Netfa was Director of the Institute’s Social Action & Leadership School for Activists (SALSA) from 2000 to 2010 and is now the coordinator for events of the other IPS projects. SALSA provided affordable workshops covering all aspects of grassroots activism.
Netfa holds a B.A. in History from the University of the District of Columbia (UDC) and has been a political organizer/activist since 1985. He served as coordinator of the Committee for Political Education at the Pan-African Resource Center (1985-1989) and has worked as a phone-bank fundraiser for the Committee in Solidarity with the People of El Salvador (CISPES 1988-1990).
Netfa has been intimately involved with many movements, such as the 1986 International Peace Gathering in response to the U.S. bombing of Libya, the 1997 Advocates Plus Save UDC movement, and the People Before Profit Community Healthcare Project that was organizing DC residents to take their healthcare needs into their own hands. He served for many years as boardmember for Empower DC, as well as on the advisory board of M.O.M.I.E.S. TLC, was U.S. liaison for the Ujamma Youth Farming Project in Gweru, Zimbabwe, and a founding member and a lead organizer in the DC-Havana Sister City Project and the No War On Cuba Movement. He is an organizer in the International Committee for Peace, Justice & Dignity for the People, formerly the International Committee for the Freedom of the Cuban 5. Netfa is also a radio co-producer/co-host for Voices With Vision on WPFW 89.3 FM that airs Tuesdays from 9-10am. In 2011 Netfa was a recipient of the Washington Peace Center’s Activists of The Year Awards and is a workshop facilitator as part of the Educator’s Collective for the Wayside Center for Popular Education, Train the Movement: A Trainers of Color Collaborative, and completed the “Amandla! Black Community Organizing Internship” of BOLD, Black Organizing for Leadership & Dignity.
His writings have been published in Black Star News (Ode To Black Women, Zimbabwe: Psychosis of Denial, What Happy Thanksgiving, Zimbabwe Election Deja Vu), Black Commentator (From Negro History Week to Pan-African Historical Context, Zimbabwe: More Than Complicity of Silence, Africa Advocacy & The Zimbabwe Factor), and Black Agenda Report (Zimbabwe And The Battle of Ideas), Pambazuka News, Global Research, and beyond. He also serves often as a commentator on radio and TV outlets.
IPS to host panel on conditions that have created Cameroon’s Internet refugees.
Guest host Esther Githui-Ewart and her guests take an in-depth look at Castro’s impact on Africa; with Professor Abdi Ismail Samatar, Melvin Foote, Netfa Freeman, and Professor Piero Gleijeses.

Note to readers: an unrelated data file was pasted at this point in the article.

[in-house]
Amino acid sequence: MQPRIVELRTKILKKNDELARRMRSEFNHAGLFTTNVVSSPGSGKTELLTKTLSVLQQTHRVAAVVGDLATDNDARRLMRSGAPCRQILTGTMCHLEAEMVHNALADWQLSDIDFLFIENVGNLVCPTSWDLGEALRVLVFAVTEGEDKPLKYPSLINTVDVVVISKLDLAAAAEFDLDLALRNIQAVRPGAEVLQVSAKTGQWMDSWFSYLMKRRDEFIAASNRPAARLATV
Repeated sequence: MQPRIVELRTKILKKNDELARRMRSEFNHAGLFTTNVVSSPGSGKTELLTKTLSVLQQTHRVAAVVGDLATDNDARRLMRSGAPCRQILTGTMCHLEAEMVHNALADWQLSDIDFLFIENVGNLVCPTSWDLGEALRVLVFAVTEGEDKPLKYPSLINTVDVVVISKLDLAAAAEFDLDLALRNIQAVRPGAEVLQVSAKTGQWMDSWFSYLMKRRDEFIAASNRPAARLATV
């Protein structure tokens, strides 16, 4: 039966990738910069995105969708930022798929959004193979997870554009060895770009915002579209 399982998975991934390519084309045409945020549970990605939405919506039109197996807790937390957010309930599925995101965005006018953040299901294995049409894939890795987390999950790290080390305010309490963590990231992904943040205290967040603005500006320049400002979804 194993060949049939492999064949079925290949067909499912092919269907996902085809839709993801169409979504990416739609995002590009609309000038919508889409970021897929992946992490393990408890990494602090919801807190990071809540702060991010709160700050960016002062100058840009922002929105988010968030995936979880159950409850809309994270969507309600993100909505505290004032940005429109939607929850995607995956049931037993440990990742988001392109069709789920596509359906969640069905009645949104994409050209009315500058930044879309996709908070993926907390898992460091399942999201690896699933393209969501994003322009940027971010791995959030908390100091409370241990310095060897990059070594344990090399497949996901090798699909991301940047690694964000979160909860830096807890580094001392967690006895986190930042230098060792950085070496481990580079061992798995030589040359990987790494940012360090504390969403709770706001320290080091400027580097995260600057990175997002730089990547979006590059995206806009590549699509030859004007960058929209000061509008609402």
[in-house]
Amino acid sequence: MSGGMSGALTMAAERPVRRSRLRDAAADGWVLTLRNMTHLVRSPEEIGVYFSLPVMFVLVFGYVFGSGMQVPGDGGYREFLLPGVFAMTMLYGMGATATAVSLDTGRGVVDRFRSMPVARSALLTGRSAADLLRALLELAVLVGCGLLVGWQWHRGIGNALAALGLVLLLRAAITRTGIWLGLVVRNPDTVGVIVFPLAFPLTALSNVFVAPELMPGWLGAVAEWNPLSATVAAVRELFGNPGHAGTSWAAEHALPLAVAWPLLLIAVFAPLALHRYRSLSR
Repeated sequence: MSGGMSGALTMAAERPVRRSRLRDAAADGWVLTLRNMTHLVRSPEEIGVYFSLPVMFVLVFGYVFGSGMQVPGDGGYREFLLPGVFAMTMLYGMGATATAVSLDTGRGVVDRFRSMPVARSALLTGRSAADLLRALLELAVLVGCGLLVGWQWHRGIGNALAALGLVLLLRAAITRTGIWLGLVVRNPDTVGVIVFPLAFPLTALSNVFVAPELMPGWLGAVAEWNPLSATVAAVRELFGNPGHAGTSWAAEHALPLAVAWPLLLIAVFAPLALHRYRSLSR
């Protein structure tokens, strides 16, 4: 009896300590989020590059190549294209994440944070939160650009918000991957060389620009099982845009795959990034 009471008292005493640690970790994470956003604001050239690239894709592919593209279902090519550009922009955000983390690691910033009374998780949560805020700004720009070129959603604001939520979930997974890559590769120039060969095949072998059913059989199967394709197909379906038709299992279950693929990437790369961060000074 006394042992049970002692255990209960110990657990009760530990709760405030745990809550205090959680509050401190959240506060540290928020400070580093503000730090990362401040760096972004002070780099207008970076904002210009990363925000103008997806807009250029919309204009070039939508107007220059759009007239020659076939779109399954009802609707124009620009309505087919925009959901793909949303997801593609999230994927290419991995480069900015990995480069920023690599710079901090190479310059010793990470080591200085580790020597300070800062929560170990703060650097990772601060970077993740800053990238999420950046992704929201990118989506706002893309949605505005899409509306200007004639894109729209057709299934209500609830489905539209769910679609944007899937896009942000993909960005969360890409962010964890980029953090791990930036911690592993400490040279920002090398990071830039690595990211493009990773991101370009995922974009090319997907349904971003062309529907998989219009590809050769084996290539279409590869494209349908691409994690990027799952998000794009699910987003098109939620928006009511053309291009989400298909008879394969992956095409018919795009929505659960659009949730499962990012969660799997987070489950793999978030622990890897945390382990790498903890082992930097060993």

One of the things that made Castro a giant was that he knew it wasn’t just about him, he prepared the people to be in charge in his absence, Freeman said.
IPS' Netfa Freeman explains on Sputnik Radio that this demonstration illustrates one of the goals of the Movement for Black Lives — to ultimately dismantle mass incarceration that disproportionately impacts African Americans.
The Institute for Policy Studies hosts "The Emerging Racial Justice Agenda," a brown bag honoring the just-released policy agenda of the Movement for Black Lives.
IPS scholars James Early and Netfa Freeman talk about how new diplomatic relations with Cuba give us a chance to see the response from the Cuban people and move forward in the battle to end the embargo.
The breaking of Euro-North American spheres of dominance would be a victory for the internationalism represented by movements for social, political, and economic integration in Africa and Latin America.
IPS's Netfa Freeman speaks on the state of the global African movement.
Netfa Freeman talks about what short and long term justice would look like for Alonzo Smith, a local teacher killed in the custody of special police.
IPS policy analyst Netfa Freeman demystifies much of what has been said about Obama’s visit to Cuba, from the perspective of one friendly to the Cuban Revolution.
The International Committee, accompanied by dozens of supporters from across the United States and beyond, will descend on Washington from April 18-22 for a second "Days of Action against the Blockade."
In this special edition of imixwhatilike! we hosted a panel focused on class politics within the movement for Black lives.
This UN presence marks another important step forward to obtaining true independent oversight and justice for many who have lost their families to anti-Black police terrorism.
An interview with a member of the Cuban 5, Gerardo Hernandez.
Despite its improving relations with Havana, Washington's ultimate goal for the island remains regime change.
Rene Gonzalez, the only member of the Cuban Five to be released from prison since their arrest in 1998 was interviewed by IPS' Netfa Freeman at the 9th International Colloquium for the Freedom of the Five and Against Terrorism held in Holguín, Cuba,
Bolivia's President Evo Morales -- no place to land.
The presentations of Dan Kovalik and Alex Main, who served as official international election observers for Venezuela's April 14, 2013 presidential election.
Malcolm X was assassinated 48 years ago, but his killers failed to keep him from living on in the hearts and minds of those he left behind.
Institute for Policy Studies Fellow Sanho Tree offers his expert analysis at author event for “A Secret History of Coffee, Coca & Cola," by Ricardo Cortes.